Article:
# B Help in understanding sum of torque equation

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1. Mar 13, 2017

### Elias Waranoi

I've been reading my physics book and there they derived the formula ∑τ = Iα where τ is torque, I is moment of inertia of a rigid body and α is the angular acceleration. They did by taking an arbitrary particle on the rigid body with an applied external force tangent to the rotation. τ1 = Ftan * r1 = m1 * a1 * r1 = m1 * r12 * α where m is the particles mass and r is the particles distance from the center of rotation and a is the particles linear acceleration. They sum this into ∑τ = α∑miri2 = Iα

What I don't understand is why the torque beside the first particle matters. In the image I attached an external force is applied to the blue particle so its torque is Ftan * r1 but if you take any other particle there is no external force applied there so Ftan * r1 should be zero? I mean the internal force of particles in a rigid body cancel out each other right? And the force that the blue particle exert on other particles is an internal force right? I understand that for an infinitesemal mass m1 the angular acceleration must be super high to become Ftan so I am quite puzzled.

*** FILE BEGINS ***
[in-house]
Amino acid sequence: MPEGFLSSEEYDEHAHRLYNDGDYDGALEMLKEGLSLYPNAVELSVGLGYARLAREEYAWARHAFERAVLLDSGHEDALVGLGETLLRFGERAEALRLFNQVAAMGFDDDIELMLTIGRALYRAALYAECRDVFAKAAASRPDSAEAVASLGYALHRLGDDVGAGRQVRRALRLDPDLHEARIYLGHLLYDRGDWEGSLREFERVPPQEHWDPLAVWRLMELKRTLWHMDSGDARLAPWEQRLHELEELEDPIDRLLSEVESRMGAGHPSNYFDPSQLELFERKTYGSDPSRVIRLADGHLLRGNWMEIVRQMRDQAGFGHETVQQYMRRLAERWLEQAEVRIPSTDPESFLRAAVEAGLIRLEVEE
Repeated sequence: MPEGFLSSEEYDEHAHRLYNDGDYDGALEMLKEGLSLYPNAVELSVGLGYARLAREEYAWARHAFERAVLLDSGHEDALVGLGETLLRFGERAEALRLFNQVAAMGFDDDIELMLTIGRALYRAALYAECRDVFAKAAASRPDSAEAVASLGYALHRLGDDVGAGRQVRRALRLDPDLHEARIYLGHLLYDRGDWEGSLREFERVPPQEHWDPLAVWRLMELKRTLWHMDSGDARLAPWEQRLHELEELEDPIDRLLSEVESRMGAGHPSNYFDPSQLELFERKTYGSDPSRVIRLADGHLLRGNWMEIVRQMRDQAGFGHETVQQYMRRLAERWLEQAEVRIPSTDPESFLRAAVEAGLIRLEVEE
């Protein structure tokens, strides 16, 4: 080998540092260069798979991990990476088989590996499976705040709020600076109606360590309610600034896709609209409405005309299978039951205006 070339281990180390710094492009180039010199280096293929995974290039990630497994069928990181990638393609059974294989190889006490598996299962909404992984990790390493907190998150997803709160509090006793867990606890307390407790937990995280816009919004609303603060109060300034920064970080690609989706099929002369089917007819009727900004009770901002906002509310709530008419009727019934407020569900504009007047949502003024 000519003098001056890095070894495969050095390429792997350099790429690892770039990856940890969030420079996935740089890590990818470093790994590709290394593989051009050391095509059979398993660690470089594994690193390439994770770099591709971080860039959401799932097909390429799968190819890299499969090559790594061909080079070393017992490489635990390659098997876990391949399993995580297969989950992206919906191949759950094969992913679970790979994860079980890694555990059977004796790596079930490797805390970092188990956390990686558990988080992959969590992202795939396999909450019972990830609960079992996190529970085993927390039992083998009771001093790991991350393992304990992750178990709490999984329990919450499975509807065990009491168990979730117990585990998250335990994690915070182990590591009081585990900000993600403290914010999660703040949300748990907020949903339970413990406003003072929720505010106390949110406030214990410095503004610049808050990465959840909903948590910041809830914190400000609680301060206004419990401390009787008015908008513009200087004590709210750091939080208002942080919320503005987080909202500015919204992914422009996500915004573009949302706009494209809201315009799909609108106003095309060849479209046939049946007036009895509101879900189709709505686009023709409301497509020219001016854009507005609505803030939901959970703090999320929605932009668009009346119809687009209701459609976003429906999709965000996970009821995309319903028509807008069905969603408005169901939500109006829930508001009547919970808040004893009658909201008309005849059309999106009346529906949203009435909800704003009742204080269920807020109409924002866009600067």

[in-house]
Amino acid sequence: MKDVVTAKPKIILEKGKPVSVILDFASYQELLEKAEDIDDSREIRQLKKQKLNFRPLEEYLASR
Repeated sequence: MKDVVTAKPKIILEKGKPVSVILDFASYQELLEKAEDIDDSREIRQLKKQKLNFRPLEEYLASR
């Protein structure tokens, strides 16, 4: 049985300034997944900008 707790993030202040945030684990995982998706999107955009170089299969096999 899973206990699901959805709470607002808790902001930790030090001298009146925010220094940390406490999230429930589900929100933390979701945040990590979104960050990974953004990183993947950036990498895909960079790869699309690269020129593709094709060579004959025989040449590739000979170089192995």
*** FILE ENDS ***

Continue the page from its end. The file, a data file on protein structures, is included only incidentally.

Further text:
#### Attached Files:

• ###### torque.png
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2. Mar 13, 2017

### BvU

I think the blue dot isn't a particle, but a point on the disk. And if it is rigid, then: yes, the sum simplifies to this one single term.

3. Mar 13, 2017

### A.T.

You might be confusing 'external to the body' and 'external to the particle'. The external torque is distributed internally, under the constraint that all the parts have to undergo the same angular acceleration.

4. Mar 13, 2017

### BvU

Compare with lifting a weight: your force acts at some point, but the weight moves in its entirety